CAS: The IAF is prepared 24 x 7 for any threat and is ready for a befitting response in any contingency. The IAF has already proposed a roadmap for induction of fighter aircraft to build up to the sanctioned strength of 42 fighter squadrons and also modernisation. Augmenting the strength of our fighter squadron is our top priority. To achieve this, the IAF is looking at new inductions and mid-life upgrades. Towards this, fleets of MiG-29, Jaguar and Mirage-2000 aircraft are being upgraded in a phased manner to enhance their combat capability. Weapon shortfalls are being made good. The induction of fighter aircraft contracted for includes Light Combat Aircraft (LCA) Tejas, Rafale and the balance of Su-30 MKI aircraft. Acceptance of Necessity (AoN) has also been granted for procurement of LCA Mk1A. Further, the Government of India plans to procure fighter aircraft through the ‘Strategic Partnership’ model and other suitable options are also being considered to ensure that the IAF attains the authorised strength of fighter squadrons. If all the inductions take place as planned, the IAF is expected to achieve its authorised strength of 42 fighter squadrons by 2032 i.e. the end of 15th Plan.

Air Chief Marshal B.S. Dhanoa after a sortie in LCA Mk I (Tejas) during Aero India 2017 in Bengaluru

SP’s: The IAF has pioneered the exploitation of UAVs as force-multipliers. Are there plans to acquire UCAVs with varied capabilities as also to integrate these unmanned platforms in operations in a triservice scenario?

CAS: The IAF has a plan to build up this capability in the near future with induction of suitable platforms similar to existing fleet of remotely piloted aircraft (RPA).

SP’s: Can the IAF rely on the Indian aerospace industry to provide a modern combat platform in the time frame required? Specifically, to what extent will the Tejas Mk I/IA fleet on order with HAL enhance the capability of the combat fleet of the IAF?

CAS: The Government has recently introduced the ‘Strategic Partnership’ model as a chapter in Defence Procurement Procedure-2016 (DPP-2016). The IAF plans to procure single-engine fighter aircraft through the Strategic Partner route. Procedure and time lines as mentioned in the DPP-2016 will be followed for the procurement. The LCA Mk 1 has been inducted and capabilities will be enhanced further in the LCA Mk1A.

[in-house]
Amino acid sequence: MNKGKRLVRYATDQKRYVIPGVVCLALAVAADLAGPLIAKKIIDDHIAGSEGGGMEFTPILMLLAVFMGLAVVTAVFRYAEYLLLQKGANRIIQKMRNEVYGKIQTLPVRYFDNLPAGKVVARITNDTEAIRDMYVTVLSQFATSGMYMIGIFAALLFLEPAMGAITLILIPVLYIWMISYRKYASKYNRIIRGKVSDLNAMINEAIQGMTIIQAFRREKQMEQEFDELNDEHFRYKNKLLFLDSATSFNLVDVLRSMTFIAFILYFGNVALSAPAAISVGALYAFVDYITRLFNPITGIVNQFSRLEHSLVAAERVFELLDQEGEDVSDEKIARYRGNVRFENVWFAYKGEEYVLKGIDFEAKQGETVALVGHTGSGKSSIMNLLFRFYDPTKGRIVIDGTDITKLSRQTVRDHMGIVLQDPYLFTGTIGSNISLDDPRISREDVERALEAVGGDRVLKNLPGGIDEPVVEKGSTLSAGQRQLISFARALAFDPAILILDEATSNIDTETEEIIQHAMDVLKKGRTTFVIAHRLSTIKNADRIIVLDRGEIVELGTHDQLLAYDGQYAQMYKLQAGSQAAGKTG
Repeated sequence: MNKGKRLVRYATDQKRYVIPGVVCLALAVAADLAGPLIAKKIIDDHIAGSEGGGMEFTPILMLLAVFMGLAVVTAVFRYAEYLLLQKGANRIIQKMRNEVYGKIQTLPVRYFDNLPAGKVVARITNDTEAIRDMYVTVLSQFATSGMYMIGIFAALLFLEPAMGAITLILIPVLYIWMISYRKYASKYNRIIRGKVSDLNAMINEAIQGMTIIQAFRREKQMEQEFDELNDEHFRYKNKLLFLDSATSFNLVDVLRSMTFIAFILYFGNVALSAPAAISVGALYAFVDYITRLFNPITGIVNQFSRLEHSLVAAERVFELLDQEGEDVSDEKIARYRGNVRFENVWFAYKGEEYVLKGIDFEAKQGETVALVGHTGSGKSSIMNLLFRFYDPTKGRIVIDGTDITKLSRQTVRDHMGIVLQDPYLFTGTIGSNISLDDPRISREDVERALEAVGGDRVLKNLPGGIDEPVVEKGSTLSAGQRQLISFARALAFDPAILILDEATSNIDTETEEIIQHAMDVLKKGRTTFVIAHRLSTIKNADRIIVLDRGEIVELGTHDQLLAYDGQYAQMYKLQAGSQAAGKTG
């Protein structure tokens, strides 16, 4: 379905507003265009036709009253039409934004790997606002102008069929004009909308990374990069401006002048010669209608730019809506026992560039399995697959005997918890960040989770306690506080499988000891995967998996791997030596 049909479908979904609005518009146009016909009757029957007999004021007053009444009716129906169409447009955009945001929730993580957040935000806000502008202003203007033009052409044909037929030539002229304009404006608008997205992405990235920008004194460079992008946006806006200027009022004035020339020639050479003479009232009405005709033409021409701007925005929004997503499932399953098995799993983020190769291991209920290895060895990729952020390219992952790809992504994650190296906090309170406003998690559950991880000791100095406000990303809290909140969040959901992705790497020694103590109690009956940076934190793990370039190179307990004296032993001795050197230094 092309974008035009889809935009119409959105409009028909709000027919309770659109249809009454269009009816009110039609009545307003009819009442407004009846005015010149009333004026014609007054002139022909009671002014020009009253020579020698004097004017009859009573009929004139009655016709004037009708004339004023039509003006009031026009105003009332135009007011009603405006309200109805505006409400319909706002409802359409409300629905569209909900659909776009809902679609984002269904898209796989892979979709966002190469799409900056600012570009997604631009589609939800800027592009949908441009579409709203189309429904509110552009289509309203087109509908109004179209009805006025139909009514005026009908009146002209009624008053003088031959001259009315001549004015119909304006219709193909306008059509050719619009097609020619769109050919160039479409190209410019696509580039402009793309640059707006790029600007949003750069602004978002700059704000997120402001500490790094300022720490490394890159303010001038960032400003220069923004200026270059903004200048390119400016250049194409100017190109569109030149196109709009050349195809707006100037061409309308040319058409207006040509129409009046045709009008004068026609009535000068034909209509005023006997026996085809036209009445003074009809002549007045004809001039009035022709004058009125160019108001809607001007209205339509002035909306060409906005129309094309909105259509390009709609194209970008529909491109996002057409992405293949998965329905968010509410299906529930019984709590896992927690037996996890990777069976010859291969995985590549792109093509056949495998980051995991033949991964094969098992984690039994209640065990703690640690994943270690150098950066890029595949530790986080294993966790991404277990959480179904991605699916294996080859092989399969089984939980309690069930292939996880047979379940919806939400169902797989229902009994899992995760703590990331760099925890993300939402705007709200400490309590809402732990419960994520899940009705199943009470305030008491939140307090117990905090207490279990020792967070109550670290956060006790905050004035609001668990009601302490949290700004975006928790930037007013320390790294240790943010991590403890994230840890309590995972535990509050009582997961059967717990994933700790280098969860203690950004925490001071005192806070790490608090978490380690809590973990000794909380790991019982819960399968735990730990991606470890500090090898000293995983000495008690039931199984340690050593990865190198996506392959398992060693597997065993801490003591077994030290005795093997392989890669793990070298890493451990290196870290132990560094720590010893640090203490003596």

SP’s: Has the project to develop the Intermediate Jet Trainer (IJT) for the IAF been cancelled or is there still a possibility of this platform becoming a reality in the future and if so in what time frame?

CAS: A time frame for the IJT can be predicted only after successful development of the aircraft.

SP’s: Efforts by the IAF to augment its fleet of aerial tankers has not been successful so far with the tender being cancelled twice. What is the status of this programme at this point in time and the way forward?

CAS: Flight Refuelling Aircraft (FRA) are undeniably important combat support aircraft and we are working towards achieving 100 per cent mid-air refuelling capability. We are exploring options to procure additional FRAs.

SP’s: Prospects of the IAF entering the fifth-generation with the Indo-Russian FGFA also appears to be mired in uncertainty. What are the impediments that afflict the FGFA programme and what is the way forward?

CAS: The fifth-generation fighter aircraft (FGFA) programme has been on for the last ten years and Preliminary Design Phase has been completed. The case is presently with the Ministry of Defence.

SP’s: How does the IAF view the advanced medium combat aircraft (AMCA) programme? Is there any participation by the IAF in the evolution of this programme?

CAS: The IAF has always encouraged the development of indigenous defence production capability and capacities. The IAF is supporting the AMCA programme wholeheartedly.